By Brian Sewell
In late June, President Obama announced his administration’s climate action plan. The speech at Georgetown University signaled to Congress that the president was keeping his promise to come up with executive actions to address the threat of climate change, and reignited claims of a “war on coal” in Central Appalachia and nationwide.
The centerpiece of the administration’s plan is an order to the U.S. Environmental Protection Agency to set limits on the amount of carbon emitted from the United State’s nearly 600 coal-fired power plants.
While there is no promise that the EPA will meet future deadlines, a specific timeline for future rules was included in a White House memo sent to the EPA. The EPA is now required to finalize standards on existing plants by June 2015. States will be given a year to submit implementation plans for the rules.
In the meantime, coal’s future looks increasingly bleak. In July, the World Bank announced it will end the financing of coal plants except in circumstances where there are no feasible alternatives. And Goldman Sachs issued a paper with the blunt title “The Window for Thermal Coal Investment is Closing.”
Following Obama’s speech, Sen. Joe Manchin (D-W.Va.) led a delegation of state officials including West Virginia Gov. Earl Ray Tomblin, mine industry representatives, and union officials to the White House to urge the EPA to scale back its plans to impose stricter rules on both the burning and disposal of coal.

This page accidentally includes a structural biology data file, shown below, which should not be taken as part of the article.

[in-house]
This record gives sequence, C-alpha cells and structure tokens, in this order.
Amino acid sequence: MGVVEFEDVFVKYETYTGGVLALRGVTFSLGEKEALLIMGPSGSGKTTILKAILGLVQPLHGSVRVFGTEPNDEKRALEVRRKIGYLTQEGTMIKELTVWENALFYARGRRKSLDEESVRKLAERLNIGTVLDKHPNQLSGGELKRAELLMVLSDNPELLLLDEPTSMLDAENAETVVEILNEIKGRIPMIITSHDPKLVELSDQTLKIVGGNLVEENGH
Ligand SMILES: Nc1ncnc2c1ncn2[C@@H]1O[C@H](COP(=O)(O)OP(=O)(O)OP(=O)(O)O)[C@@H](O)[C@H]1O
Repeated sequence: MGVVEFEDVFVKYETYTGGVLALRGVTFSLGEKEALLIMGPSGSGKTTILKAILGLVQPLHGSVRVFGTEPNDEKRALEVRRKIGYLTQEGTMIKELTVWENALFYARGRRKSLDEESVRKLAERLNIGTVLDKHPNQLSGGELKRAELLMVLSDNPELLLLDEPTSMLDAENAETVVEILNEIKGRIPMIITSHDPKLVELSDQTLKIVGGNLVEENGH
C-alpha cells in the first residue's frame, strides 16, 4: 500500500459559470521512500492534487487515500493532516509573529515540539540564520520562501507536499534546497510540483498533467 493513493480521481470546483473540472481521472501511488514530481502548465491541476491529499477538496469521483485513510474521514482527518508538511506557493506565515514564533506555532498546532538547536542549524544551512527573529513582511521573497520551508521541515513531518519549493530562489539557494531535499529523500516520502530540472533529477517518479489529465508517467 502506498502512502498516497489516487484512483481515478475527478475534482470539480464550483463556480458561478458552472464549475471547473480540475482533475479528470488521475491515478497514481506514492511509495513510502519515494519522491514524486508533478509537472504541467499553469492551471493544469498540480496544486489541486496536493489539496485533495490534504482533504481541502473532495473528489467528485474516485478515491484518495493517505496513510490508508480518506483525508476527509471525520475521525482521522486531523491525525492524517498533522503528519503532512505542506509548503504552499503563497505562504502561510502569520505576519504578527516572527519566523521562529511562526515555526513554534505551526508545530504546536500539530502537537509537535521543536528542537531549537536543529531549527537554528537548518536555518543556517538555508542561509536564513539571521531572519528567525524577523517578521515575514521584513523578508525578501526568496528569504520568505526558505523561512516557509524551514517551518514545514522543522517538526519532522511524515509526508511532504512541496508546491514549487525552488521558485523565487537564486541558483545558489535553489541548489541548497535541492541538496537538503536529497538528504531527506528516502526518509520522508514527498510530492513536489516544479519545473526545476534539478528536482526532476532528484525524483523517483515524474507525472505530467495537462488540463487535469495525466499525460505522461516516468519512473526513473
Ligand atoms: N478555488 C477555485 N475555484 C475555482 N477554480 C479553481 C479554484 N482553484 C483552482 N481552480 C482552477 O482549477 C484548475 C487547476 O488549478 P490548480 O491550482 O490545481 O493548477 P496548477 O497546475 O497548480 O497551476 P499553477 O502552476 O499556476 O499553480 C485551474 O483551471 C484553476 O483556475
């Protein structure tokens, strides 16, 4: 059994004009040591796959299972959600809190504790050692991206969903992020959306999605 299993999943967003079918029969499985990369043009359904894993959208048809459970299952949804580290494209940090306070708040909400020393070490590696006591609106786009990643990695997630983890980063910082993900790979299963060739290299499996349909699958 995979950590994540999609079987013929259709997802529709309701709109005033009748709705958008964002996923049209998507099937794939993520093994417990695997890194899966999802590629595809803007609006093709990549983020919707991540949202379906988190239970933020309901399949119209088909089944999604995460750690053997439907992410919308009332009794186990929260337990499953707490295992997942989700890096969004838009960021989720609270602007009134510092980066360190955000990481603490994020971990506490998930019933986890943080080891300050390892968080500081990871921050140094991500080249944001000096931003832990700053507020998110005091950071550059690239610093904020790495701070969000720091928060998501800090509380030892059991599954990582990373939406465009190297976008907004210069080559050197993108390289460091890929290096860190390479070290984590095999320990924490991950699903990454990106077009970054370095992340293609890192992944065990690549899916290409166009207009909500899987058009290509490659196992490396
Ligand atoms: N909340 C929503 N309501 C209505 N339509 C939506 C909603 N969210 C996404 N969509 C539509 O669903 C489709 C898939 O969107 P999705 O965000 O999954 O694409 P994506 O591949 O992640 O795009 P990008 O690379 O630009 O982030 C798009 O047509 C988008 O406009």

While Gov. Tomblin informed the media that he was “pleasantly surprised” by the receptive attitude of EPA Administrator Gina McCarthy, he told the Beckley, W.Va., Register-Herald that “if [the EPA] is making policies we can’t live with, then obviously the only alternative we have is to go back to court.”
A recent study from researchers at Carnegie Mellon University found that wind and solar achieve greater health and climate benefits in Ohio, western Pennsylvania and West Virginia than in other parts of the country, because they replace the most electricity generated by coal plants. “A wind turbine in West Virginia displaces twice as much carbon dioxide and seven times as much health damage as the same turbine in California,” said Kyle Siler-Evans, a Ph.D. researcher from Carnegie Mellon University.
The U.S. Energy Information Administration released its biannual International Energy Outlook, which forecasts worldwide energy use during the next 30 years. While renewable energy sources and nuclear power will be the fastest growing energy sources through 2040, the report projects that fossil fuels, such as oil and coal, will still comprise 80 percent of world energy use.
By 2040, the report estimates that renewables’ share of world energy use will be 15 percent, up from 11 percent in 2010.
A federal appeals court in July denied Arch Coal’s request to rehear their challenge of the U.S. Environmental Protection Agency’s veto of a permit for a massive West Virginia strip mine. A three-judge panel in April had ruled that the EPA had the legal right to revoke a Clean Water permit in 2011 that the U.S. Army Corps of Engineers had awarded years before to Arch Coal. The EPA said destructive practices at the Spruce No. 1 mine in Logan County would cause irreparable environmental damage. Arch Coal currently has a 90-day period to file an appeal with the U.S. Supreme Court.